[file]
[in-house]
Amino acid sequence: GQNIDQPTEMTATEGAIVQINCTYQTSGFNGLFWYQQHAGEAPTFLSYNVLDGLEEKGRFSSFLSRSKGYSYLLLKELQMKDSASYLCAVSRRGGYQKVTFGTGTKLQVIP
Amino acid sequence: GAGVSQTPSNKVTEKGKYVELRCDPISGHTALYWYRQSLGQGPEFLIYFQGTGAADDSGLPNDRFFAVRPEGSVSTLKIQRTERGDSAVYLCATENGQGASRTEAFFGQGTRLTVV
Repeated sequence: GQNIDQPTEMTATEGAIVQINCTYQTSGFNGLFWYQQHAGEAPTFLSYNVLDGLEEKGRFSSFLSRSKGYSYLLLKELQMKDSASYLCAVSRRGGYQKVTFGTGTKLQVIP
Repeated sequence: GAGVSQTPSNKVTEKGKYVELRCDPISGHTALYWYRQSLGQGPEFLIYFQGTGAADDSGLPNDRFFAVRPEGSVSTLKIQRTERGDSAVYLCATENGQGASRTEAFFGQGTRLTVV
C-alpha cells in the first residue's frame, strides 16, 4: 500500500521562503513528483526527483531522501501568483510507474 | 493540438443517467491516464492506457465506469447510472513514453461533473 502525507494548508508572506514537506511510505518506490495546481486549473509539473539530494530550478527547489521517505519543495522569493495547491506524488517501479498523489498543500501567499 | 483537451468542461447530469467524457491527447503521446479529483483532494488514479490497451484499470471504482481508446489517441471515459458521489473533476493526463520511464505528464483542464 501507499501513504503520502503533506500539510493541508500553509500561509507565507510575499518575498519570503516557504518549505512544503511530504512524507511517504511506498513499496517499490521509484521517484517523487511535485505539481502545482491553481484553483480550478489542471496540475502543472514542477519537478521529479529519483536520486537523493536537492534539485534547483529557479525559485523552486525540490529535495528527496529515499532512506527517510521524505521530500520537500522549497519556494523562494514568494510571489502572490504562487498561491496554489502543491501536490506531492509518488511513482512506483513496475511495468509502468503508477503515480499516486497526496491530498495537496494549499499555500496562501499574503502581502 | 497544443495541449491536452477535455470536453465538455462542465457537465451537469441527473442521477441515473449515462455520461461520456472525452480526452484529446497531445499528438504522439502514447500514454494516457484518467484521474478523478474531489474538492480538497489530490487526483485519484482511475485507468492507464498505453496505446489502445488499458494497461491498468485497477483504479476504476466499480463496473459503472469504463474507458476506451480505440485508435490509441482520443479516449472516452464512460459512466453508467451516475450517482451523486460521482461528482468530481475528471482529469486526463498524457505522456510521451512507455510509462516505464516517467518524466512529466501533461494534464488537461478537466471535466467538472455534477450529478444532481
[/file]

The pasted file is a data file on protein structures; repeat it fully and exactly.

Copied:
[in-house]
Amino acid sequence: GQNIDQPTEMTATEGAIVQINCTYQTSGFNGLFWYQQHAGEAPTFLSYNVLDGLEEKGRFSSFLSRSKGYSYLLLKELQMKDSASYLCAVSRRGGYQKVTFGTGTKLQVIP
Amino acid sequence: GAGVSQTPSNKVTEKGKYVELRCDPISGHTALYWYRQSLGQGPEFLIYFQGTGAADDSGLPNDRFFAVRPEGSVSTLKIQRTERGDSAVYLCATENGQGASRTEAFFGQGTRLTVV
Repeated sequence: GQNIDQPTEMTATEGAIVQINCTYQTSGFNGLFWYQQHAGEAPTFLSYNVLDGLEEKGRFSSFLSRSKGYSYLLLKELQMKDSASYLCAVSRRGGYQKVTFGTGTKLQVIP
Repeated sequence: GAGVSQTPSNKVTEKGKYVELRCDPISGHTALYWYRQSLGQGPEFLIYFQGTGAADDSGLPNDRFFAVRPEGSVSTLKIQRTERGDSAVYLCATENGQGASRTEAFFGQGTRLTVV
C-alpha cells in the first residue's frame, strides 16, 4: 500500500521562503513528483526527483531522501501568483510507474 | 493540438443517467491516464492506457465506469447510472513514453461533473 502525507494548508508572506514537506511510505518506490495546481486549473509539473539530494530550478527547489521517505519543495522569493495547491506524488517501479498523489498543500501567499 | 483537451468542461447530469467524457491527447503521446479529483483532494488514479490497451484499470471504482481508446489517441471515459458521489473533476493526463520511464505528464483542464 501507499501513504503520502503533506500539510493541508500553509500561509507565507510575499518575498519570503516557504518549505512544503511530504512524507511517504511506498513499496517499490521509484521517484517523487511535485505539481502545482491553481484553483480550478489542471496540475502543472514542477519537478521529479529519483536520486537523493536537492534539485534547483529557479525559485523552486525540490529535495528527496529515499532512506527517510521524505521530500520537500522549497519556494523562494514568494510571489502572490504562487498561491496554489502543491501536490506531492509518488511513482512506483513496475511495468509502468503508477503515480499516486497526496491530498495537496494549499499555500496562501499574503502581502 | 497544443495541449491536452477535455470536453465538455462542465457537465451537469441527473442521477441515473449515462455520461461520456472525452480526452484529446497531445499528438504522439502514447500514454494516457484518467484521474478523478474531489474538492480538497489530490487526483485519484482511475485507468492507464498505453496505446489502445488499458494497461491498468485497477483504479476504476466499480463496473459503472469504463474507458476506451480505440485508435490509441482520443479516449472516452464512460459512466453508467451516475450517482451523486460521482461528482468530481475528471482529469486526463498524457505522456510521451512507455510509462516505464516517467518524466512529466501533461494534464488537461478537466471535466467538472455534477450529478444532481